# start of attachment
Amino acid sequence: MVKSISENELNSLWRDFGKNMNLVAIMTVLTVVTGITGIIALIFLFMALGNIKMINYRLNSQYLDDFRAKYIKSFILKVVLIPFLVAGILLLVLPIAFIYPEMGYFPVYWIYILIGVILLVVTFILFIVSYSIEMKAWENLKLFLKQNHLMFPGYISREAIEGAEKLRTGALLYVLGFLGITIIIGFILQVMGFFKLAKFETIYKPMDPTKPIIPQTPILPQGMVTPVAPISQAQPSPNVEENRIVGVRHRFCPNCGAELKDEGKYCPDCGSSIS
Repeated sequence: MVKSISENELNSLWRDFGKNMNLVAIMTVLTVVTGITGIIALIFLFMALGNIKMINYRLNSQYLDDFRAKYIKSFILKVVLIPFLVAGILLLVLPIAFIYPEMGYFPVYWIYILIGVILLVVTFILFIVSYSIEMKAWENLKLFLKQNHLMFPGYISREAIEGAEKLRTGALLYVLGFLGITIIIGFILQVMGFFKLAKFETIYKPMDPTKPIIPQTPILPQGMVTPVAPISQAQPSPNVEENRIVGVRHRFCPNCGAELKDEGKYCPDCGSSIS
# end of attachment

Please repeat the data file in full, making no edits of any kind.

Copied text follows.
Amino acid sequence: MVKSISENELNSLWRDFGKNMNLVAIMTVLTVVTGITGIIALIFLFMALGNIKMINYRLNSQYLDDFRAKYIKSFILKVVLIPFLVAGILLLVLPIAFIYPEMGYFPVYWIYILIGVILLVVTFILFIVSYSIEMKAWENLKLFLKQNHLMFPGYISREAIEGAEKLRTGALLYVLGFLGITIIIGFILQVMGFFKLAKFETIYKPMDPTKPIIPQTPILPQGMVTPVAPISQAQPSPNVEENRIVGVRHRFCPNCGAELKDEGKYCPDCGSSIS
Repeated sequence: MVKSISENELNSLWRDFGKNMNLVAIMTVLTVVTGITGIIALIFLFMALGNIKMINYRLNSQYLDDFRAKYIKSFILKVVLIPFLVAGILLLVLPIAFIYPEMGYFPVYWIYILIGVILLVVTFILFIVSYSIEMKAWENLKLFLKQNHLMFPGYISREAIEGAEKLRTGALLYVLGFLGITIIIGFILQVMGFFKLAKFETIYKPMDPTKPIIPQTPILPQGMVTPVAPISQAQPSPNVEENRIVGVRHRFCPNCGAELKDEGKYCPDCGSSIS